Participating in a trade show in the United Kingdom can be an exciting opportunity for businesses and professionals looking to showcase their products, network with industry leaders and explore potential partnerships.
However, before you prepare your exhibition materials, it is crucial to understand the UK immigration requirements and choose the right visa for your trade show participation.
The Business Visit Visa is a sub-category of the Standard Visitor route. This visa is ideal for individuals involved in specific business activities, such as negotiating contracts, attending meetings and participating in trade exhibitions. The maximum duration of stay is six months. You cannot extend this visa or switch to another category. The route does not lead to settlement in the UK, and all visitors must make a separate application even when travelling as part of a group.
You may undertake the following general business activities:
- Attend meetings, conferences, seminars and interviews;
- Give a one-off or short series of talks or speeches, provided these are not organised as commercial events and will not make a profit for the organiser;
- Negotiate and sign deals and contracts;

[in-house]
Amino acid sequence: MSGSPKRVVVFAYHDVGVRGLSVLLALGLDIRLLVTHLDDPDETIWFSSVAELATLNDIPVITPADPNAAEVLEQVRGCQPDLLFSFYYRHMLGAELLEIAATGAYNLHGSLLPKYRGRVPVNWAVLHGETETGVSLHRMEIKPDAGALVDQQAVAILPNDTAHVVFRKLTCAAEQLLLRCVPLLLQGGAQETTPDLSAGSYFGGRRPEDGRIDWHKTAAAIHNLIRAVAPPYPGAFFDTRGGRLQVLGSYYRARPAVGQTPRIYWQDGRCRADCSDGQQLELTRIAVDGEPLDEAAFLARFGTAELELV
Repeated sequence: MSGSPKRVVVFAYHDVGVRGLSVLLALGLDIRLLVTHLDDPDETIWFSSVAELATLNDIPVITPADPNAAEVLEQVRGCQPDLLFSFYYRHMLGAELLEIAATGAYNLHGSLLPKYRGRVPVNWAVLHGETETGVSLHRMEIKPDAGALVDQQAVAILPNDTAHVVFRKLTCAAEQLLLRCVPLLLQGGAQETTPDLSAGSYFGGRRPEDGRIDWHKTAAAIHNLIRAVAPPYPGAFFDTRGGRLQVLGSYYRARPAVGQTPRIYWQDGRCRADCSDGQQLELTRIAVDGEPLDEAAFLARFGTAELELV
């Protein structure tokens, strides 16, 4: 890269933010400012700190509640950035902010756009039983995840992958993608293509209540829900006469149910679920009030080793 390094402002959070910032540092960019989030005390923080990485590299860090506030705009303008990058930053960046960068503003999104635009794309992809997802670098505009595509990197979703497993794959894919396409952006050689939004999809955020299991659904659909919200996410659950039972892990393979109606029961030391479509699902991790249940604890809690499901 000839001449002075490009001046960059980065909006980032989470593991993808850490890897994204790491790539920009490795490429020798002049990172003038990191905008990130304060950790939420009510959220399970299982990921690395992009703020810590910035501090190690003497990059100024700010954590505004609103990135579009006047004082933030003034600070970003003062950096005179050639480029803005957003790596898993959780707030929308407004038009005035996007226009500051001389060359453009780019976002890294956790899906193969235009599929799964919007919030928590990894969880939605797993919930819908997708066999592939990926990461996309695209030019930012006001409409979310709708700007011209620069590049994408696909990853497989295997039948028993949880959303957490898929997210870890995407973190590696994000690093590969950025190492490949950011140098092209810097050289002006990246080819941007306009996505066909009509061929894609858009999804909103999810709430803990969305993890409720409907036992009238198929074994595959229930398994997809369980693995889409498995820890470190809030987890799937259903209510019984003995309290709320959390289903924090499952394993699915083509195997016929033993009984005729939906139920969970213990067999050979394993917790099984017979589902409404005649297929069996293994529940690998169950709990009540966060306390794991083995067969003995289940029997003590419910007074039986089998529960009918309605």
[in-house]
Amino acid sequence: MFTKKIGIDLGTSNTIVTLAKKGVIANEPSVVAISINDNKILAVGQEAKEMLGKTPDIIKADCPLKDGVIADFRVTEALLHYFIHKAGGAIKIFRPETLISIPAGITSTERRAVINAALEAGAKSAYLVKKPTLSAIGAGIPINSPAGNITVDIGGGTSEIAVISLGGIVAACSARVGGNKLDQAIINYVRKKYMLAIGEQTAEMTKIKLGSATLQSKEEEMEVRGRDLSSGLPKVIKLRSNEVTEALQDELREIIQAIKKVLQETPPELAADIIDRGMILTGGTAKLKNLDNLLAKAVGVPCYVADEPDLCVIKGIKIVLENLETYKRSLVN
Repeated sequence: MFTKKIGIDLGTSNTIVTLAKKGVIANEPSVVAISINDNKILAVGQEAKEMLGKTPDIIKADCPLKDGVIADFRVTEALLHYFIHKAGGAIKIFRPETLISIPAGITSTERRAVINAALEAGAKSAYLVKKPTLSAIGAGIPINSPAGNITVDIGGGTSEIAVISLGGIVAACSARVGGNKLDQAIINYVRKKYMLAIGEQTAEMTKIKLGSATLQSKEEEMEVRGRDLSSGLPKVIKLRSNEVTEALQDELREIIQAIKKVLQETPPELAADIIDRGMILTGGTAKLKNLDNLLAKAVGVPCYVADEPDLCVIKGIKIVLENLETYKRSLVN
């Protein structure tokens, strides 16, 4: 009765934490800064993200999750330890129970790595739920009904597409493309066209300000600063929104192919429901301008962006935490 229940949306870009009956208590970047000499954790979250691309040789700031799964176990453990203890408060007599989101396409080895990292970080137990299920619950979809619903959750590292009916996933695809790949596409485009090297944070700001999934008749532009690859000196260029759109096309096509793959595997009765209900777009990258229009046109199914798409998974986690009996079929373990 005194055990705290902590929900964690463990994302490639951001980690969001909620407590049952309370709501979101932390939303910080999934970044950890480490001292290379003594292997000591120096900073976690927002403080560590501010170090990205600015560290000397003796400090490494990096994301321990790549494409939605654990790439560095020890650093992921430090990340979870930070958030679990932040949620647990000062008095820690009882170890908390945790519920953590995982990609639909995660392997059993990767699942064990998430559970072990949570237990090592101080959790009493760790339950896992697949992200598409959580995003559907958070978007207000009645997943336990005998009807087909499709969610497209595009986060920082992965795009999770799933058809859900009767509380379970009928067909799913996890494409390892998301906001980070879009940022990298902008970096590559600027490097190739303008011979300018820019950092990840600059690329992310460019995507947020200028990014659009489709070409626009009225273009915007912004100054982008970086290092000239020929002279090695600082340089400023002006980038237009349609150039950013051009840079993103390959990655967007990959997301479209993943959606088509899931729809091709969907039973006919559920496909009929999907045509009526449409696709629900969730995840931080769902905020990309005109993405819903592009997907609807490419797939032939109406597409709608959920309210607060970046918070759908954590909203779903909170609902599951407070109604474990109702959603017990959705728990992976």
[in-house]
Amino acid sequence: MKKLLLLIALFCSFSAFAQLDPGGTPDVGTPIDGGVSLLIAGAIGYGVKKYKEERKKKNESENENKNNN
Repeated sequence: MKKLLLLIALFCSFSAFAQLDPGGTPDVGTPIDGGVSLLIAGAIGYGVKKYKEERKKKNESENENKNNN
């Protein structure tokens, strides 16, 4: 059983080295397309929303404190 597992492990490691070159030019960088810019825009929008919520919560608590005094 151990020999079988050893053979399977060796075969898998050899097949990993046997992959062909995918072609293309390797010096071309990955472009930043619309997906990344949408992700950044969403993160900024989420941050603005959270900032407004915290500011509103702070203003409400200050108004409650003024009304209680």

- Attend trade fairs, for promotional work only, provided the Visitor is not directly involved in selling;
- Carry out site visits and inspections;
- Gather information for the purposes of the Visitor’s employment overseas.
Before applying, you must carefully review the eligibility criteria and documentation requirements for each visa category to avoid any complications. It is recommended to seek professional advice from UK immigration specialists, if you have specific questions about your situation.
How Gherson can assist
Gherson’s Immigration Team are highly experienced in advising on UK visa matters. If you have any questions arising from this blog, please do not hesitate to contact us for advice, send us an e-mail, or, alternatively, follow us on X, Facebook, Instagram, or LinkedIn to stay-up-to-date.
The information in this blog is for general information purposes only and does not purport to be comprehensive or to provide legal advice. Whilst every effort is made to ensure the information and law is current as of the date of publication it should be stressed that, due to the passage of time, this does not necessarily reflect the present legal position. Gherson accepts no responsibility for loss which may arise from accessing or reliance on information contained in this blog. For formal advice on the current law please do not hesitate to contact Gherson. Legal advice is only provided pursuant to a written agreement, identified as such, and signed by the client and by or on behalf of Gherson.